Beginner’s Guide: How to Make Traditional Dominican Mangú

Are you an adventurous eater? Do you like international food?

If you’re always on the hunt for the next unique flavor, then this delicious Dominican dish is for you. It’s made with plantains, and you won’t regret it.

Here are the best tips and tricks for making traditional mangú.

What Is Mangu?

If you’ve never been to the Dominican Republic or eaten from anyone’s kitchen who loves Dominican food, you probably don’t know. Mangú may be the best-kept secret from international cuisine lovers.

Even if you’ve had the chance to taste food from many cultures, this flavorful mashed plantain dish could be new to you. Traditional mangú means mashed green plantains topped with perfect fried onions, eggs, cheese, and salami.

Mangú Variations

Talk to native Dominicans and everyone’s mom or grandma had a different way of making mangú. This one’s grandma made it smooth, this one’s mom with lumps. It’s sort of like the tradition of American pancakes–everyone says their dad made better pancakes than every other dad on Saturday mornings growing up.

Any way you prep it, this dish is the perfect comfort food and satisfying for your taste buds. It’s hard to mess up mangú, but ripe plantains will do it in a hurry. The key is to use green plantains. These give it the thick, almost mashed potato feel in your mouth.

You can also have dryer mangú or one that’s more saucy, depending on your preference. In terms of spices, the traditional mangú doesn’t call for many. But you can add them for more flavor if you like.

And varying the sides can bring variation, too. Try adding avocado to the three hits (egg, cheese, salami), or “los tres golpes.” In some countries, this dish includes other kinds of meat.

Because Dominicans eat this meal for breakfast, the fried egg, cheese, and salami go well with it. Think of the plantains as a replacement for grits in the southern United States, or oatmeal in the north.

Other Caribbean cultures fry the plantains before mashing, instead of boiling.

How To Make Mangú: Tips and Tricks

Much of the food from the Dominican is heavy on the starches, and this is no different. Instead of rice or potatoes, you make mangú with plantains.

Preparing the Plantains

Make sure to choose green plantains, because yellow ones will be too sweet for a traditional mangú flavor. Then peel the plantains and boil them. You can take out the middles with the seeds if you want to give it a smoother texture.

It’s helpful to salt the water while boiling. Don’t use too much or the dish will be too salty. When they’re soft, mash them in the water with oil or butter.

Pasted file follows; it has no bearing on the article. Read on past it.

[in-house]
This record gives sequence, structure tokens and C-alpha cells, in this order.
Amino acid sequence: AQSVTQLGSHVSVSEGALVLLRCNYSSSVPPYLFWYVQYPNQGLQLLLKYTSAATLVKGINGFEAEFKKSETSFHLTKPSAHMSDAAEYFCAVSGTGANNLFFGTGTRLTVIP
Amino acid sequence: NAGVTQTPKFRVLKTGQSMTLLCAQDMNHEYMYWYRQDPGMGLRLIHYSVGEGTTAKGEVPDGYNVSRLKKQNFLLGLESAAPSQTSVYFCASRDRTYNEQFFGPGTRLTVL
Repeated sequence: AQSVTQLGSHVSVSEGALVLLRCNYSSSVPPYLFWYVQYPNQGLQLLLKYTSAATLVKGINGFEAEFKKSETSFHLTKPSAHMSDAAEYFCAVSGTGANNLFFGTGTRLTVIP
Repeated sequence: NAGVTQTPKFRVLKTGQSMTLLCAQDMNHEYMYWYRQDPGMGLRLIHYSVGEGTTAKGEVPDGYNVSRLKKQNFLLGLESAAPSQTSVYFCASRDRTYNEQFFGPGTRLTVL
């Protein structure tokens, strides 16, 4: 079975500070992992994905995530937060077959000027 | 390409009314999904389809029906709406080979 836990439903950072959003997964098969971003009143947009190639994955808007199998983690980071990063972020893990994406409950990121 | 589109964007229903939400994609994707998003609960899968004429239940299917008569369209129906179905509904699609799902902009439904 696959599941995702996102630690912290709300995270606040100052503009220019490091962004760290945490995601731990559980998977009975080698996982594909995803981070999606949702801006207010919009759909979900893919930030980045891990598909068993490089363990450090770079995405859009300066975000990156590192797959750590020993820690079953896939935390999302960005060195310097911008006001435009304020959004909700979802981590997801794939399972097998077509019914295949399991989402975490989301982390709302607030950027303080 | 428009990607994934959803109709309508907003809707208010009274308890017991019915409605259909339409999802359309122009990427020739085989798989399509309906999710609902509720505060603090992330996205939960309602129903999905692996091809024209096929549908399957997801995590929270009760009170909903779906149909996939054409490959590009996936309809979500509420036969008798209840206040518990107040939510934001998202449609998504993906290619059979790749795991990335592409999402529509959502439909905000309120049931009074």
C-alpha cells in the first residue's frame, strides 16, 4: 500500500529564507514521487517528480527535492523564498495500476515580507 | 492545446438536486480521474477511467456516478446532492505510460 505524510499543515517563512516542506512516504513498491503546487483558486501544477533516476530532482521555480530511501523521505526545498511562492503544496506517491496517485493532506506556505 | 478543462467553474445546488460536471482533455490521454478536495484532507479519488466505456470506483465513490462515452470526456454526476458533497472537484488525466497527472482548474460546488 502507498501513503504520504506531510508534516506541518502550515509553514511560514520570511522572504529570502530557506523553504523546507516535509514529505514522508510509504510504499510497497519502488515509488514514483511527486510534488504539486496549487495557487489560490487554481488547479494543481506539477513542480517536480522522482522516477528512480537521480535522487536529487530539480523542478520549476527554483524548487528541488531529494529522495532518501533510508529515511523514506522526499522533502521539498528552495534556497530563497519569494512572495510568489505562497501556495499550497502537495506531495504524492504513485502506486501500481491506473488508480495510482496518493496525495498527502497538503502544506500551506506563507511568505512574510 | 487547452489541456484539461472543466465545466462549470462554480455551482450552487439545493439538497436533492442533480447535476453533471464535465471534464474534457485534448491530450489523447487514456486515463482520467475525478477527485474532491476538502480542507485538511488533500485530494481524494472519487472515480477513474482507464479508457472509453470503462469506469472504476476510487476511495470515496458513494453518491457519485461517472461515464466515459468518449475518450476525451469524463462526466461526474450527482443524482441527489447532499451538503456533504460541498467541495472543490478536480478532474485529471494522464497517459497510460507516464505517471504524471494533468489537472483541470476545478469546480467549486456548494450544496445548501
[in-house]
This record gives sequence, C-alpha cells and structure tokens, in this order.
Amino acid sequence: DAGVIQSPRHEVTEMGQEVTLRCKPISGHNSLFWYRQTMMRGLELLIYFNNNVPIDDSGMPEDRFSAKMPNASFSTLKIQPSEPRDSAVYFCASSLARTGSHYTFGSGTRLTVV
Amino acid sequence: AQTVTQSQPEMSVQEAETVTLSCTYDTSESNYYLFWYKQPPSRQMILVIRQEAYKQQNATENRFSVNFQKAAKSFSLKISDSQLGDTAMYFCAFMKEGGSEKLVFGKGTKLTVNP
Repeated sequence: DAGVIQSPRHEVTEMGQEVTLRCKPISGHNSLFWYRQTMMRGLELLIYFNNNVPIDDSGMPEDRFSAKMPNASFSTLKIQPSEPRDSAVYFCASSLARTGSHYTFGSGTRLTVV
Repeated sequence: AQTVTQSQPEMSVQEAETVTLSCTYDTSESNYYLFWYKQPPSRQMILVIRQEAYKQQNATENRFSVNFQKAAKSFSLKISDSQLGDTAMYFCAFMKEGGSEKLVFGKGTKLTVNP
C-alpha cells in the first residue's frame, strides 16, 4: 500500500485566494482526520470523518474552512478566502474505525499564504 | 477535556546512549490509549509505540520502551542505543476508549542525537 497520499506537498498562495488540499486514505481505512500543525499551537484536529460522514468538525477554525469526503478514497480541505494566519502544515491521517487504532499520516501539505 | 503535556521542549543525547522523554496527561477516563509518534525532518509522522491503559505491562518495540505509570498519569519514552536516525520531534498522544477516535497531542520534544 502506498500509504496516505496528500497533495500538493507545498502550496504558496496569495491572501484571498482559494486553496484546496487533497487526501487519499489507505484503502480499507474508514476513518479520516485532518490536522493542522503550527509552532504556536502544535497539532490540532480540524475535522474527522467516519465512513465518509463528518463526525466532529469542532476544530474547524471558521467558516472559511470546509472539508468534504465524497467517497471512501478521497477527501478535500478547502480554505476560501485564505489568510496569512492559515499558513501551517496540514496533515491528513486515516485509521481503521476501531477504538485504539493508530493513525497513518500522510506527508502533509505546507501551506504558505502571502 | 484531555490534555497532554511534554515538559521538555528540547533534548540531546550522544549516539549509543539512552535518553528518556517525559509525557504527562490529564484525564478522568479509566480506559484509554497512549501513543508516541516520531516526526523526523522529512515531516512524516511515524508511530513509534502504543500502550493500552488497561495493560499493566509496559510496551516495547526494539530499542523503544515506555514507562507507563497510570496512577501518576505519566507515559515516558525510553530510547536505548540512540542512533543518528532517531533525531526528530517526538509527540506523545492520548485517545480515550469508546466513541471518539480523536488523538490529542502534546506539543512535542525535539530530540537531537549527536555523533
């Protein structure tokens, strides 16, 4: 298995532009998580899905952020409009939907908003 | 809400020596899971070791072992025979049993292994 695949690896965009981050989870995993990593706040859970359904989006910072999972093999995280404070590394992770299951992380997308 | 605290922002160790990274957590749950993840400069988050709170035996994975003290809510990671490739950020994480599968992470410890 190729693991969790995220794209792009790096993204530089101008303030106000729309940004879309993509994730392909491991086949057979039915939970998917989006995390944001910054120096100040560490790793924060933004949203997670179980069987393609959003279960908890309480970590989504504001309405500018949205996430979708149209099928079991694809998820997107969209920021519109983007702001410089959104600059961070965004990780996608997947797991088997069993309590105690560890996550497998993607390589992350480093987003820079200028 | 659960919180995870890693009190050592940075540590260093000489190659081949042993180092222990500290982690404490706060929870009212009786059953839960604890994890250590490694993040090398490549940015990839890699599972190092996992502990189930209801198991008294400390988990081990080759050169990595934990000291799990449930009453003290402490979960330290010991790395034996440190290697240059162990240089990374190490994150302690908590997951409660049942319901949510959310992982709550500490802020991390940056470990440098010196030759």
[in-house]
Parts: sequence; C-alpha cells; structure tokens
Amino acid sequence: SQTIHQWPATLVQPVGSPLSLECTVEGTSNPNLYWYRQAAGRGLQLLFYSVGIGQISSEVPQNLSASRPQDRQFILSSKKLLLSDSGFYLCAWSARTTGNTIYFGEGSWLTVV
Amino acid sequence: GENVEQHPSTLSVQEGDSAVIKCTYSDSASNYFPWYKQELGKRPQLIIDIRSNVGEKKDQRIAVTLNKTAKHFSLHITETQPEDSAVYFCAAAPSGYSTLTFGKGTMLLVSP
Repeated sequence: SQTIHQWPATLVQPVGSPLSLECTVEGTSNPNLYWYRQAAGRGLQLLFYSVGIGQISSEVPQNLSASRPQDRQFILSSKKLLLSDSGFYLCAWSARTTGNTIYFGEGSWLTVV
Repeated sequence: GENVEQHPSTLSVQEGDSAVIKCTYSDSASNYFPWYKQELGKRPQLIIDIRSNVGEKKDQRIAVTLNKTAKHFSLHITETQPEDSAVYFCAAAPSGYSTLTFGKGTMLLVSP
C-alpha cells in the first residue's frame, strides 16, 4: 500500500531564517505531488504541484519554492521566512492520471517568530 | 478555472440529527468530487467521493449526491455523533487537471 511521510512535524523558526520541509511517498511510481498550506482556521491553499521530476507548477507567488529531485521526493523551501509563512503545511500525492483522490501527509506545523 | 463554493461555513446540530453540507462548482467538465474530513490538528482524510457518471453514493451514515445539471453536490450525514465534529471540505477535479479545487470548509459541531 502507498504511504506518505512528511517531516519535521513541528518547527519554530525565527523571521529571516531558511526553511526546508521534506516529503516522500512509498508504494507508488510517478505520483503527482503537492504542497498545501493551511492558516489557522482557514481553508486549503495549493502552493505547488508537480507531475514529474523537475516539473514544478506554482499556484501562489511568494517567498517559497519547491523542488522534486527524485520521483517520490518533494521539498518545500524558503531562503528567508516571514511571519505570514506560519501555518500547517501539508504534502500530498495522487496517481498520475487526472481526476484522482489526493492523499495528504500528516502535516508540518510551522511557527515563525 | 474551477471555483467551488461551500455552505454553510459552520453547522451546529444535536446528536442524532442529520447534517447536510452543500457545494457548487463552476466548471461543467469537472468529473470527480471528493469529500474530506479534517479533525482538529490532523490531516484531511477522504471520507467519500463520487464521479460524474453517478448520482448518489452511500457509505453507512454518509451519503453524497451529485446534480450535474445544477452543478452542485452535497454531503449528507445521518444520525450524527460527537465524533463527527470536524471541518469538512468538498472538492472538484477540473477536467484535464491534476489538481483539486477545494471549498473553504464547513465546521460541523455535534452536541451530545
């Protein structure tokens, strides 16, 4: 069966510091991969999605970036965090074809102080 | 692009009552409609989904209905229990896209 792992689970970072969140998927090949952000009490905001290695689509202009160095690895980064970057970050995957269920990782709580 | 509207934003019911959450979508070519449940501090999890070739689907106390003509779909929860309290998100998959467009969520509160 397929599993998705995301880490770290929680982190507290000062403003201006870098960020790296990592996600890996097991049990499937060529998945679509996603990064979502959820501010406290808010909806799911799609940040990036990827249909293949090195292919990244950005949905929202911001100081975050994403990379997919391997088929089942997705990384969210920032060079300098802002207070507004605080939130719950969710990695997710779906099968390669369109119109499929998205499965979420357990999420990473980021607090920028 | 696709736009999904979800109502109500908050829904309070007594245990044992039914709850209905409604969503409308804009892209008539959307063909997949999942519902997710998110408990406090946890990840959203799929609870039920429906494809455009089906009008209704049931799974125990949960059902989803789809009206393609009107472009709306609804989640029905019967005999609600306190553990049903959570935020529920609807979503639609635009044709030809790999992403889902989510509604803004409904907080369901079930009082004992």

Using a fork to mash should work fine because the plantains will be soft enough that it won’t be difficult. If you want to get fancy, though, you can use a hand mixer or a potato masher.

The more liquid you have, the smoother the texture and the softer it’ll stay. Mangú hardens as it cools, so be prepared to combat the gluey texture with extra water. The best way to soften mangú is to heat it up and slowly add more water while continuing to mash.

Remember if you like plantains, there are many other ways to prepare them. One dish you can try is tostones. They make a good side dish for lunch or dinner.

The Onions

It’s traditional to cook the onions, although some people garnish their mangú with raw ones. To achieve the right look, you’ll need to use red onions.

Cut very thin slices of the onion and fry while the plantains are cooking. You can use oil or butter, whatever tastes best to you. Oil is probably the most traditional.

Add vinegar and salt for flavor, and allow onions to get soft and a little caramelized before you serve them on top of the mangu.

Los Tres Golpes

Dominican mangu, fried eggs, fried cheese and Dominican salami on white plate.
Dominican Tres Golpes

Breakfast isn’t complete without the eggs and meat. The third part of the delicious trio known as los tres golpes is cheese. All three get fried and served next to the mangú.

Fry the salami like you would bacon, in the same pan as the onions. Cook until they’re brown on each side, but not burned.

Most often you fry the eggs sunny side up. This means you don’t flip them. Yet you can also fry them on both sides or scramble them.

Use the salami/onion pan for the eggs as well, to pick up their flavors and help blend it all together.

Doing the cheese is easy. You coat the slices in corn starch, and fry them in oil. You can even use the same pan again.

When you fry the cheese, make sure that you let the oil get very hot first. Don’t put too many slices of cheese in together because they will cool the oil down. If the oil is too cold, the cheese won’t cook fast enough and instead will start to melt.

You can cook only a few slices at a time, and fry quickly in the hot oil until each side turns golden. Serve all the sides with the mangú for a traditional Dominican breakfast.

Latin American Cuisine

From traditional mangú to all the variations, there is something for everyone with this delicious Dominican breakfast food. Use these tips and tricks for the plantains, the onions, and los tres golpes to get the most out of your experience.

And don’t stop there. If you love Dominican food, there’s lunch and dinner to consider, too. For more ideas on what to make next, read more of our blog. Our you can check out more authentic Dominican recipes too!

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